Suggested Diet Chart for Adult Dogs
Puppies: 7 weeks to 6 months of age (approx) ……. 3 times per day.
Juniors: 6 months to 12 months of age (approx) ….. Twice per day
Adults: 12 months of age and older .......................... Once per day
Ideally, we should feed:- A good balance of PROTEINS, CARBOHYDRATES, FATS, VITAMINS, MINERALS & WATER
Essential Ingredients to Create a Really Great Diet:-
MEATS (proteins) -
Ecopet or fresh meats (chicken, kangaroo, beef)
Raw liver (lambs fry or ox liver) - only a small quantity per meal
Raw meaty bones - chicken frames are cheapest and the best. Never feed cooked bones.
VEGIES (vitamins and minerals) -
To obtain the best nutritional value from vegetables, they should be lightly cooked (steamed) or better still, pulverised in their raw state (put through a blender or food processor). Feed the pulp and juices of :- fresh green leafy vegetables such as spinach, lettuce, cabbage, broccoli, celery etc as well as corn, carrots, sweet potatoes, mushrooms, peas, beans. In fact as much variety as possible with the exception of the onion family.
GRAINS (carbs) -
Rolled oats, rice (brown rice preferred when fed regularly), wholemeal bread, pasta, weet-bix, wheatgerm, brewers yeast, legumes (3 bean mix or baked beans).
OILS (fatty acids) -
Linseed oil (flaxseed oil), cod liver oil, olive oil, corn oil, safflower oil, peanut oil.
DAIRY (fats, vitamins and minerals) -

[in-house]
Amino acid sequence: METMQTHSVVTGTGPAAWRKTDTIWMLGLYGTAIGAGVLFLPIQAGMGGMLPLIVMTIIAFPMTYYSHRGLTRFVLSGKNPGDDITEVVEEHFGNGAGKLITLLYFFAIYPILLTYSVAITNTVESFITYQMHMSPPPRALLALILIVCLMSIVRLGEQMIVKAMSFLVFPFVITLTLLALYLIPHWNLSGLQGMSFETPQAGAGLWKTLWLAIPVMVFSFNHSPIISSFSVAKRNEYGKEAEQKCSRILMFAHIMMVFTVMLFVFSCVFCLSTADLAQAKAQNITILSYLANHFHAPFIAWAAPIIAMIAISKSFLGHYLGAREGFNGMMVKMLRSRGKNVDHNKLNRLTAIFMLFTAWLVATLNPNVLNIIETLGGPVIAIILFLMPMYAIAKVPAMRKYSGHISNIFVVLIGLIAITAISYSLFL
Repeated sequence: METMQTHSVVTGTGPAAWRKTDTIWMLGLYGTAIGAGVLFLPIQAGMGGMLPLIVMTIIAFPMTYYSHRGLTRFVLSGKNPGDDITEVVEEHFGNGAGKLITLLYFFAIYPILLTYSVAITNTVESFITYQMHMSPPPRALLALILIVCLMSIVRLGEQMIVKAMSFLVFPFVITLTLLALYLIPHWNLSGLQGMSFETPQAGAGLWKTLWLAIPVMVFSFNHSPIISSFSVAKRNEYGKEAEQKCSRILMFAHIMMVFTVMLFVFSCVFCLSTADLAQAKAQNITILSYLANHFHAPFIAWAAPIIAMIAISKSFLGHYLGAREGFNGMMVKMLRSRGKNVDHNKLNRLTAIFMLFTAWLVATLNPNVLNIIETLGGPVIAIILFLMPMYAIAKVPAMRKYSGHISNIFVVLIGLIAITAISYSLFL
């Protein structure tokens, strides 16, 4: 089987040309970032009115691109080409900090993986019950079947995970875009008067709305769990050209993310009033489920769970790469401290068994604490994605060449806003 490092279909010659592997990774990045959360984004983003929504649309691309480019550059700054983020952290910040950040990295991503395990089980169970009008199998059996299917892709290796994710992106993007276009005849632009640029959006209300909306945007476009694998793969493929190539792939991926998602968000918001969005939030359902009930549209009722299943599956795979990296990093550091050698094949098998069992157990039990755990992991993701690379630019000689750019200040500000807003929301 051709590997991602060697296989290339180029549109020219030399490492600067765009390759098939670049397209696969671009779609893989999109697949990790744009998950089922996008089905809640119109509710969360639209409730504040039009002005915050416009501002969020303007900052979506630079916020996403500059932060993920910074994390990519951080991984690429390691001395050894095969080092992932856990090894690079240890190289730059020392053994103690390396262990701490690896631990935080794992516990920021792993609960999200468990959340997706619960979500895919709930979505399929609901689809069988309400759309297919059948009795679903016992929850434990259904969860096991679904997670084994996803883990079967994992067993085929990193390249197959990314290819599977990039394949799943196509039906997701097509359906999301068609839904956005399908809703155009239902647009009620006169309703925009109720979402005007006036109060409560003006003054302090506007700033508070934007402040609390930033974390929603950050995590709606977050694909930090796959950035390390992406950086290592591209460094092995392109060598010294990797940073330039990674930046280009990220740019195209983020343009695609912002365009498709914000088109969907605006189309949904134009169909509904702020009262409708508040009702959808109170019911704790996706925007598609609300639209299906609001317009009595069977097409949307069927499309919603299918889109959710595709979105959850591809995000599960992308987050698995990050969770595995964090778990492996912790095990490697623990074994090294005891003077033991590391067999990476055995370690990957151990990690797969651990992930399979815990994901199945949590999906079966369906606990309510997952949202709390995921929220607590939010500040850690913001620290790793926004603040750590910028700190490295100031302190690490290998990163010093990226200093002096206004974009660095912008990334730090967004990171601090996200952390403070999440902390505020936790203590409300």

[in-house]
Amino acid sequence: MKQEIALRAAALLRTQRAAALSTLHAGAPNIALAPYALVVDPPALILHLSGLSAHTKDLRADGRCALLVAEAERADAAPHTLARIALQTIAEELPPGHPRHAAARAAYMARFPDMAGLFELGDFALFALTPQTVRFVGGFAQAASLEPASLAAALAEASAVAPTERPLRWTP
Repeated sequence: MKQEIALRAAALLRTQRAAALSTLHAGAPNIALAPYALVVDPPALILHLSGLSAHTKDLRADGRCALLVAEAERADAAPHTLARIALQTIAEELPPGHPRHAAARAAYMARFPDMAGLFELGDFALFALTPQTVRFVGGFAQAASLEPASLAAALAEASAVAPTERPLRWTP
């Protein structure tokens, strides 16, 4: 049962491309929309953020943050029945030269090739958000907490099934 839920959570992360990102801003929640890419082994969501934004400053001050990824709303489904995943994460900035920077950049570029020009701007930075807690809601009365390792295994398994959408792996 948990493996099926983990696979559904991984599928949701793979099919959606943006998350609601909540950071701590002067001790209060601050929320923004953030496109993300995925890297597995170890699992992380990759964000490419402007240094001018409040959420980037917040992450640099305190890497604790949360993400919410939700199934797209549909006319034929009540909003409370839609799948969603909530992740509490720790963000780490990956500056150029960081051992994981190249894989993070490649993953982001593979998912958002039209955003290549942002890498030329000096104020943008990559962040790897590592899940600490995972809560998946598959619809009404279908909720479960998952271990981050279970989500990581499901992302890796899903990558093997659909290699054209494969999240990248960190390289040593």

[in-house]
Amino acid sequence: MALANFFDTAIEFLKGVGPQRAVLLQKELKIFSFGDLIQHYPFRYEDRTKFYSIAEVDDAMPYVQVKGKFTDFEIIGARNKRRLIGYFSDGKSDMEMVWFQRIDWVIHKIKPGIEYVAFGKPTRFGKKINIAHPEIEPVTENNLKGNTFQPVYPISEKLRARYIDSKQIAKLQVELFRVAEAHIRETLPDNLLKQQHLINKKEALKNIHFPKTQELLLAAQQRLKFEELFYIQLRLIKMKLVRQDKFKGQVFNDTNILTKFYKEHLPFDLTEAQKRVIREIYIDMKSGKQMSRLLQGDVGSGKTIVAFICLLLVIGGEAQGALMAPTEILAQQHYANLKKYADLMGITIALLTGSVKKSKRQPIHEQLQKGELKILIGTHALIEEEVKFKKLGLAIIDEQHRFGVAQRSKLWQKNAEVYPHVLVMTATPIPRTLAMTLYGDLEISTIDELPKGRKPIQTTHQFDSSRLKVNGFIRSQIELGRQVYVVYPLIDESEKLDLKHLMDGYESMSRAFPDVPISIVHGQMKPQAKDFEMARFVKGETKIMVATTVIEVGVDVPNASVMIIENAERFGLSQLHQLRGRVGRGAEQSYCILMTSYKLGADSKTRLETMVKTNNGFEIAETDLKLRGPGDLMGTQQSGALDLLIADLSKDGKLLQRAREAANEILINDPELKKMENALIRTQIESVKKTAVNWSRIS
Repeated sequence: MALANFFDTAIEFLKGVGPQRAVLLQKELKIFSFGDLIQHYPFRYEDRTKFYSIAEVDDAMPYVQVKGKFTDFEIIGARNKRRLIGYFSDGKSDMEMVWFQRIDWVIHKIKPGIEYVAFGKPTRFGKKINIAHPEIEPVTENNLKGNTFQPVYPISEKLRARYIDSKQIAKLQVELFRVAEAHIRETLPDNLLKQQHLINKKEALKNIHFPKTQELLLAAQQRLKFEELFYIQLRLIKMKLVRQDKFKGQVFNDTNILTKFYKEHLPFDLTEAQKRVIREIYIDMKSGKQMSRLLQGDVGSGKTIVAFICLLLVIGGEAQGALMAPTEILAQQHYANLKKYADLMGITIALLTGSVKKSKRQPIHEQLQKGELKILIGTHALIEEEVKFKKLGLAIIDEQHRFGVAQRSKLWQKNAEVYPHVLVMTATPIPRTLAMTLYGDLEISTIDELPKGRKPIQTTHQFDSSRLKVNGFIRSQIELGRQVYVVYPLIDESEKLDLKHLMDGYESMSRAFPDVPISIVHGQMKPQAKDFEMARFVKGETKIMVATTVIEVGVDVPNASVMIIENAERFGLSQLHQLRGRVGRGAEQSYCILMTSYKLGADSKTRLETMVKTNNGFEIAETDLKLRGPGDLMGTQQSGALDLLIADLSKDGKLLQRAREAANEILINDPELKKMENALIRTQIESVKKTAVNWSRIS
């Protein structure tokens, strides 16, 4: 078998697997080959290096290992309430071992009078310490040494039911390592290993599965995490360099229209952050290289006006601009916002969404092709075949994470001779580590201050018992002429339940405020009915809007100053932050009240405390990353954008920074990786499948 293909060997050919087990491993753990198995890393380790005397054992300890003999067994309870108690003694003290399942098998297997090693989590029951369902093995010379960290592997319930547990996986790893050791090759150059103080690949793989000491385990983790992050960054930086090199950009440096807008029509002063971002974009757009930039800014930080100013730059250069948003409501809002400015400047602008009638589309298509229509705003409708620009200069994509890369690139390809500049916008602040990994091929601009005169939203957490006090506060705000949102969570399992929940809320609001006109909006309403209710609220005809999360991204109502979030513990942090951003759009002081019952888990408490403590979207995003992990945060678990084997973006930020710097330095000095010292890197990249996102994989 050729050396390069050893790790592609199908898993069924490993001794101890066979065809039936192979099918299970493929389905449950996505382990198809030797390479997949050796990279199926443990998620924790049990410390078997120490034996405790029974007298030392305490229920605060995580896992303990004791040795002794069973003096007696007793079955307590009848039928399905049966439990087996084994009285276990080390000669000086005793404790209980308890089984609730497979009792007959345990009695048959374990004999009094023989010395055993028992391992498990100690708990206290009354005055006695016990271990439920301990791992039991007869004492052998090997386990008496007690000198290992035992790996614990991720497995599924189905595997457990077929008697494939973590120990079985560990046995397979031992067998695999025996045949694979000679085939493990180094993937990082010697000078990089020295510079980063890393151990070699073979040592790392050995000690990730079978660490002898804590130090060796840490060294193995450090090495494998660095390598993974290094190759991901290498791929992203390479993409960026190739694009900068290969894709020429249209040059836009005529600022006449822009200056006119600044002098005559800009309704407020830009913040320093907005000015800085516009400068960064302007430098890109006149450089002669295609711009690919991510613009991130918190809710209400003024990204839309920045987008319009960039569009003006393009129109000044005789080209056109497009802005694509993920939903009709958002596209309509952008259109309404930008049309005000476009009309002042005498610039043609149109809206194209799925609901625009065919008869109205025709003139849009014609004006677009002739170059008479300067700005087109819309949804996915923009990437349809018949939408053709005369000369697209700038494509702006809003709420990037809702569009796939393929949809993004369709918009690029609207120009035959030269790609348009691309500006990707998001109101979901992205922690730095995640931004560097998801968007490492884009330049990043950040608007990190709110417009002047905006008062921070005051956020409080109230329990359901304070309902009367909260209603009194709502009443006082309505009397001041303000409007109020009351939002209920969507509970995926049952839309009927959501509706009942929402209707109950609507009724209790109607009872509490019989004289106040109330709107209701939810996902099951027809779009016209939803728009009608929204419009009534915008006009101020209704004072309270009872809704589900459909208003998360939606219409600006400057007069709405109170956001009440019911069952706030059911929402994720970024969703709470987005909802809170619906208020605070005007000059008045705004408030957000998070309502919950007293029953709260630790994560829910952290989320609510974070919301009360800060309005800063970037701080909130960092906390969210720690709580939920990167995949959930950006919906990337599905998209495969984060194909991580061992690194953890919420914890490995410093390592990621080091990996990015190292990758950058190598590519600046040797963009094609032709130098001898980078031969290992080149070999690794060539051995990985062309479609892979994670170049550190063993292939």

Alternate hardboiled and raw eggs (include the shell), plain yoghurt, ordinary cheese, cottage cheese.
FRUIT (vitamins and minerals) -
Most fruit that is over-ripe - ensure there is lots of variety but not citrus fruits.
C-FOOD (fats, vitamins and minerals) -
Any fatty fish (cans of sardines, herring, salmon, tuna).
BONES (calcium and phosphorous) -
Always RAW and medium sized with plenty of meat on the bone. Larger bones may encourage some dogs to prolonged chewing thus wearing down their teeth and sometimes they bury the unused portion.
TABLE SCRAPS -
Great as an additive to increase the volume of food in the bowl. But scraps lack any balanced nutritional value because they have been cooked to human consumption requirements.
HOW TO SERVE ? -
Wherever possible, foods should be fed raw, with the exception of the starch foods, such as rice, pumpkin, potatoes, pasta etc which need to be cooked to break down their starch components.
The foodstuffs mentioned above are only suggestions. Mix and blend these ingredients regularly.
If you are happy with the commercial dog food you are currently using, then look to these ingredients as a source of extra nutrition and variety for your dog's diet.
Please ensure that your dog is gradually introduced to any new food. Start with small portions and build up slowly.
Do not feed too much too quickly, otherwise diarrhoea will result.